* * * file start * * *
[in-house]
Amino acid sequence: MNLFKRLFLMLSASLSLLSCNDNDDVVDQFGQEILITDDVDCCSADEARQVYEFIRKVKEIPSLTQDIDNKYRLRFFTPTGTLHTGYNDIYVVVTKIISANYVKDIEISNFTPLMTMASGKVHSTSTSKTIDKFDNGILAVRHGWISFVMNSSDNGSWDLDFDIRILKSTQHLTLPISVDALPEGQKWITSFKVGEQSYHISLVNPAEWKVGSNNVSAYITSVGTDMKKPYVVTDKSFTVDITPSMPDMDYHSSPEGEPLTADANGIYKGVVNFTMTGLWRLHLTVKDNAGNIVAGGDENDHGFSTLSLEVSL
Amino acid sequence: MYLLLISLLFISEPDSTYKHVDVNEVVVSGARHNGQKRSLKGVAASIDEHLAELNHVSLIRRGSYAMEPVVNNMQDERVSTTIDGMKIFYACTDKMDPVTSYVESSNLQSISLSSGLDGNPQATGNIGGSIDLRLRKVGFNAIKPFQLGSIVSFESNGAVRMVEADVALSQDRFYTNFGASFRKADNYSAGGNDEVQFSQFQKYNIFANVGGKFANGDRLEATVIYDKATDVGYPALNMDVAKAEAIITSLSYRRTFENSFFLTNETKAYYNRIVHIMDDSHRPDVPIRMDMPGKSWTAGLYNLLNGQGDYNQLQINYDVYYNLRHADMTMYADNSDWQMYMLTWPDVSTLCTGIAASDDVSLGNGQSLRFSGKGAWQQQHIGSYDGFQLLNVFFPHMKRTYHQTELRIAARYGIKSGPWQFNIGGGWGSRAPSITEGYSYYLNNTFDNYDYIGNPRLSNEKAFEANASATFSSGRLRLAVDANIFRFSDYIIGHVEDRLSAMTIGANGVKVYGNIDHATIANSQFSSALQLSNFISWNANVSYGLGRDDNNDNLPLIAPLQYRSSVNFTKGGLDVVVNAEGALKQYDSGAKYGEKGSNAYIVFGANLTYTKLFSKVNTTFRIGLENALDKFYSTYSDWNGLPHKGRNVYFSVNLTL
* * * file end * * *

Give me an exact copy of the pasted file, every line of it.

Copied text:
[in-house]
Amino acid sequence: MNLFKRLFLMLSASLSLLSCNDNDDVVDQFGQEILITDDVDCCSADEARQVYEFIRKVKEIPSLTQDIDNKYRLRFFTPTGTLHTGYNDIYVVVTKIISANYVKDIEISNFTPLMTMASGKVHSTSTSKTIDKFDNGILAVRHGWISFVMNSSDNGSWDLDFDIRILKSTQHLTLPISVDALPEGQKWITSFKVGEQSYHISLVNPAEWKVGSNNVSAYITSVGTDMKKPYVVTDKSFTVDITPSMPDMDYHSSPEGEPLTADANGIYKGVVNFTMTGLWRLHLTVKDNAGNIVAGGDENDHGFSTLSLEVSL
Amino acid sequence: MYLLLISLLFISEPDSTYKHVDVNEVVVSGARHNGQKRSLKGVAASIDEHLAELNHVSLIRRGSYAMEPVVNNMQDERVSTTIDGMKIFYACTDKMDPVTSYVESSNLQSISLSSGLDGNPQATGNIGGSIDLRLRKVGFNAIKPFQLGSIVSFESNGAVRMVEADVALSQDRFYTNFGASFRKADNYSAGGNDEVQFSQFQKYNIFANVGGKFANGDRLEATVIYDKATDVGYPALNMDVAKAEAIITSLSYRRTFENSFFLTNETKAYYNRIVHIMDDSHRPDVPIRMDMPGKSWTAGLYNLLNGQGDYNQLQINYDVYYNLRHADMTMYADNSDWQMYMLTWPDVSTLCTGIAASDDVSLGNGQSLRFSGKGAWQQQHIGSYDGFQLLNVFFPHMKRTYHQTELRIAARYGIKSGPWQFNIGGGWGSRAPSITEGYSYYLNNTFDNYDYIGNPRLSNEKAFEANASATFSSGRLRLAVDANIFRFSDYIIGHVEDRLSAMTIGANGVKVYGNIDHATIANSQFSSALQLSNFISWNANVSYGLGRDDNNDNLPLIAPLQYRSSVNFTKGGLDVVVNAEGALKQYDSGAKYGEKGSNAYIVFGANLTYTKLFSKVNTTFRIGLENALDKFYSTYSDWNGLPHKGRNVYFSVNLTL